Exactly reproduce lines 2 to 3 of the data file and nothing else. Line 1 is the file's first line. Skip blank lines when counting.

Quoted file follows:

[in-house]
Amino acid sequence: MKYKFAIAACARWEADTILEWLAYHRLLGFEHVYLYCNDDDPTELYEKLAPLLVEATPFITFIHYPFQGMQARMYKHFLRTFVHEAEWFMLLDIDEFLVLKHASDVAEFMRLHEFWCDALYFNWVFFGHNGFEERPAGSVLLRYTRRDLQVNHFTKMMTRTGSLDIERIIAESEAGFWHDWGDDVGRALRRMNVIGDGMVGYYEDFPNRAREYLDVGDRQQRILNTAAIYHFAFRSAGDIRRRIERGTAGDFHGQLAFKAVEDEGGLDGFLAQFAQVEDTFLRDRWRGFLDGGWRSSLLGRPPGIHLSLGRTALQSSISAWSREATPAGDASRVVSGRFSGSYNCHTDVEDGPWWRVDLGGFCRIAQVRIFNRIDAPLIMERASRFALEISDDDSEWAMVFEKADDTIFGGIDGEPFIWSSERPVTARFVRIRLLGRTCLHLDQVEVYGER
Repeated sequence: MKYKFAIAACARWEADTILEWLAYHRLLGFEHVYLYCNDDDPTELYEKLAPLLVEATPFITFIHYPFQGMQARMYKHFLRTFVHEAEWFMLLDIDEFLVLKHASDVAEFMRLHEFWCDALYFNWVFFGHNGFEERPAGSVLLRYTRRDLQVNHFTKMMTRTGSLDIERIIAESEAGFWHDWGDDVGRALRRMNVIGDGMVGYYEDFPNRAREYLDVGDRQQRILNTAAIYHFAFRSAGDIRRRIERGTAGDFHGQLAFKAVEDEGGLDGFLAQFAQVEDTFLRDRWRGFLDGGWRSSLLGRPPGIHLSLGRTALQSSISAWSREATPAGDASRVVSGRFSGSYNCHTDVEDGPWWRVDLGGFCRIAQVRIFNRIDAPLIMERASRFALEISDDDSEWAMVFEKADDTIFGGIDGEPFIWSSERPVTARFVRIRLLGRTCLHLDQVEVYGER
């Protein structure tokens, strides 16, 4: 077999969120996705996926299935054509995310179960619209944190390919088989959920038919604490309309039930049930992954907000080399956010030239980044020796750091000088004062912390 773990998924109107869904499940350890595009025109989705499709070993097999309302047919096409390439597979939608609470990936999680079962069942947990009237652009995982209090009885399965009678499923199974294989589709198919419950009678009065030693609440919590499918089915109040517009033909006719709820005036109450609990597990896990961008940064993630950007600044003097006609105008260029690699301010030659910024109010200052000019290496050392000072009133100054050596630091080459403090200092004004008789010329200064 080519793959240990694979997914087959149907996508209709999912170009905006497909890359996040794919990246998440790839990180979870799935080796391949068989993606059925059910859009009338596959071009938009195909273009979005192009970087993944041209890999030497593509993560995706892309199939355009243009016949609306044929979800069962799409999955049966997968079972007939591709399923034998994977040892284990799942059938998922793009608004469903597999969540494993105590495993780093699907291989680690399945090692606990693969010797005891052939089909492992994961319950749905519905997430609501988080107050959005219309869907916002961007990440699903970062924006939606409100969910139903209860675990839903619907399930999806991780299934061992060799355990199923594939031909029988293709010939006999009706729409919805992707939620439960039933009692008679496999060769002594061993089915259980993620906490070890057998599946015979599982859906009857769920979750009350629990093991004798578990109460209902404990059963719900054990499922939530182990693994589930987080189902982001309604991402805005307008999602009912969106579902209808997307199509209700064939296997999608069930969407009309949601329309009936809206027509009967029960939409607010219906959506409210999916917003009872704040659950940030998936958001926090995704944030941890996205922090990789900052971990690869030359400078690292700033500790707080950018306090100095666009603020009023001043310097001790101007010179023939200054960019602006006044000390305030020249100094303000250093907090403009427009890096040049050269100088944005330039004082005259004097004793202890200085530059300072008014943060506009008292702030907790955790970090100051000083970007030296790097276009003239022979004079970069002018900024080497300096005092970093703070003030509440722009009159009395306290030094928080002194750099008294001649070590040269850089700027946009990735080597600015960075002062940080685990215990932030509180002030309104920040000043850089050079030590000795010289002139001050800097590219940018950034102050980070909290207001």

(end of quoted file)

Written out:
Amino acid sequence: MKYKFAIAACARWEADTILEWLAYHRLLGFEHVYLYCNDDDPTELYEKLAPLLVEATPFITFIHYPFQGMQARMYKHFLRTFVHEAEWFMLLDIDEFLVLKHASDVAEFMRLHEFWCDALYFNWVFFGHNGFEERPAGSVLLRYTRRDLQVNHFTKMMTRTGSLDIERIIAESEAGFWHDWGDDVGRALRRMNVIGDGMVGYYEDFPNRAREYLDVGDRQQRILNTAAIYHFAFRSAGDIRRRIERGTAGDFHGQLAFKAVEDEGGLDGFLAQFAQVEDTFLRDRWRGFLDGGWRSSLLGRPPGIHLSLGRTALQSSISAWSREATPAGDASRVVSGRFSGSYNCHTDVEDGPWWRVDLGGFCRIAQVRIFNRIDAPLIMERASRFALEISDDDSEWAMVFEKADDTIFGGIDGEPFIWSSERPVTARFVRIRLLGRTCLHLDQVEVYGER
Repeated sequence: MKYKFAIAACARWEADTILEWLAYHRLLGFEHVYLYCNDDDPTELYEKLAPLLVEATPFITFIHYPFQGMQARMYKHFLRTFVHEAEWFMLLDIDEFLVLKHASDVAEFMRLHEFWCDALYFNWVFFGHNGFEERPAGSVLLRYTRRDLQVNHFTKMMTRTGSLDIERIIAESEAGFWHDWGDDVGRALRRMNVIGDGMVGYYEDFPNRAREYLDVGDRQQRILNTAAIYHFAFRSAGDIRRRIERGTAGDFHGQLAFKAVEDEGGLDGFLAQFAQVEDTFLRDRWRGFLDGGWRSSLLGRPPGIHLSLGRTALQSSISAWSREATPAGDASRVVSGRFSGSYNCHTDVEDGPWWRVDLGGFCRIAQVRIFNRIDAPLIMERASRFALEISDDDSEWAMVFEKADDTIFGGIDGEPFIWSSERPVTARFVRIRLLGRTCLHLDQVEVYGER